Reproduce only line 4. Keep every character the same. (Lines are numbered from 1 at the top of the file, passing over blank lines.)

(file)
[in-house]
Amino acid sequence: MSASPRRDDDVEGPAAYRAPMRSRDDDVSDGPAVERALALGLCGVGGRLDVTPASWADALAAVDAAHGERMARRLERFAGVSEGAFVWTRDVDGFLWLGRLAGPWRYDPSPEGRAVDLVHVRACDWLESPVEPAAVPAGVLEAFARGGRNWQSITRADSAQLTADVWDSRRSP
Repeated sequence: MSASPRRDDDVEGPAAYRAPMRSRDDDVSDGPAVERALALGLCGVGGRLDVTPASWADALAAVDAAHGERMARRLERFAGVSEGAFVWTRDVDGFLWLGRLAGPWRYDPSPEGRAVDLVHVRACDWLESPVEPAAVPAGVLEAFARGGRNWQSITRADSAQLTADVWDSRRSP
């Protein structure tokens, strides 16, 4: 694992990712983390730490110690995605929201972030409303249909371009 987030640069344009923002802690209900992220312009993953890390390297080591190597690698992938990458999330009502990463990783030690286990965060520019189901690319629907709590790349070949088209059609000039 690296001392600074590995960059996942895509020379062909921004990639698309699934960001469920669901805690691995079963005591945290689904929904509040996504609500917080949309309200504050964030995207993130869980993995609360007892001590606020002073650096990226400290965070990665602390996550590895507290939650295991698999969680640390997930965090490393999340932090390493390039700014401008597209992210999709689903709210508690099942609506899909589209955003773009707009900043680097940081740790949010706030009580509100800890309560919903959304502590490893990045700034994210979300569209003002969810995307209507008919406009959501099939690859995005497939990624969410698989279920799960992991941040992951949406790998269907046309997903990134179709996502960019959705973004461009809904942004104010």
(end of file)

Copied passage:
């Protein structure tokens, strides 16, 4: 694992990712983390730490110690995605929201972030409303249909371009 987030640069344009923002802690209900992220312009993953890390390297080591190597690698992938990458999330009502990463990783030690286990965060520019189901690319629907709590790349070949088209059609000039 690296001392600074590995960059996942895509020379062909921004990639698309699934960001469920669901805690691995079963005591945290689904929904509040996504609500917080949309309200504050964030995207993130869980993995609360007892001590606020002073650096990226400290965070990665602390996550590895507290939650295991698999969680640390997930965090490393999340932090390493390039700014401008597209992210999709689903709210508690099942609506899909589209955003773009707009900043680097940081740790949010706030009580509100800890309560919903959304502590490893990045700034994210979300569209003002969810995307209507008919406009959501099939690859995005497939990624969410698989279920799960992991941040992951949406790998269907046309997903990134179709996502960019959705973004461009809904942004104010």